This is why blood tests or blood cultures are used to determine if a person has typhoid. Sometimes tests are also conducted using urine or faeces samples. Your doctor may also ask you to take a haemoglobin, bone marrow or a Widal test in order to determine the disease correctly.
Treatment of Typhoid
Generally, a good course of suitable antibiotics can help treat typhoid effectively. The usual time period for treating typhoid is 7-14 days. Sometimes, it is mostly the fever that you can really take medicines for.
For the rest of the symptoms, good care at home with a proper pregnancy diet, loads of fluids and a lot of rest usually cures typhoid. The trick is to cut off exposure from the infected person so that the infection does not spread.
Nevertheless, being pregnant while contracting this disease makes things a tad complicated. The usual antibiotics used to treat typhoid are generally not given to pregnant women as it proves to be a threat to the baby. In such a scenario, it’s best to treat typhoid with third-generation cephalosporins and ampicillin/amoxicillin. However, it’s advised to choose prevention by opting for a typhoid vaccination during pregnancy before the disease can strike.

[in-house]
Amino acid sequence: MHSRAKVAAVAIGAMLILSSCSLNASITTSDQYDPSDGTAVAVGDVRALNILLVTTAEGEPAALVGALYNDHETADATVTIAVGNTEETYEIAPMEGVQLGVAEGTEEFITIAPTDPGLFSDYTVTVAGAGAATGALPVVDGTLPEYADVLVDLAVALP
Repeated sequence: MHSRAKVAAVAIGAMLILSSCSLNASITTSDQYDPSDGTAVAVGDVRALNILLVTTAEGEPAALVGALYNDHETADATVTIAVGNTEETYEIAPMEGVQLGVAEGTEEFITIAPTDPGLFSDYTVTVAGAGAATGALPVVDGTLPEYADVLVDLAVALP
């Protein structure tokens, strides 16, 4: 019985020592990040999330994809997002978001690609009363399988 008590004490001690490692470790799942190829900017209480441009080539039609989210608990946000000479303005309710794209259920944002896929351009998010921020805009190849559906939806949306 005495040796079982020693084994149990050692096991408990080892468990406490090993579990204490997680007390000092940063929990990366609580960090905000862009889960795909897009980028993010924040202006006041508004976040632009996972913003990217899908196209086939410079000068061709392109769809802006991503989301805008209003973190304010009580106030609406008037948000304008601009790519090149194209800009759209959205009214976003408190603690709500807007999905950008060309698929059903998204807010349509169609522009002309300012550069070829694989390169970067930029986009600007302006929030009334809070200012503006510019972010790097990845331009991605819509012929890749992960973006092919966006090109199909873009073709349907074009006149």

Complications of Typhoid When Pregnant
There is more than one complication surrounding typhoid during pregnancy. For starters, if typhoid goes untreated, there is a high risk of you losing your baby. The effect of typhoid can leave you weak and on a liquid diet for quite some time, making you and your baby miss out on required nutrition.
Other complications seen during pregnancy with typhoid are that your baby may be born prematurely or may be born underweight. In addition, oral active vaccinations can seriously prove dangerous for your baby.
How to Protect Yourself From Getting Typhoid
There are two words that spell the precautions to take that can protect you from contracting typhoid: sanitation and hygiene. Simple precautions such as washing hands while preparing food or eating can help you prevent it.
Other protection methods include:
- Eat well and clean food.
- Drink plenty of fluids and good safe drinking water.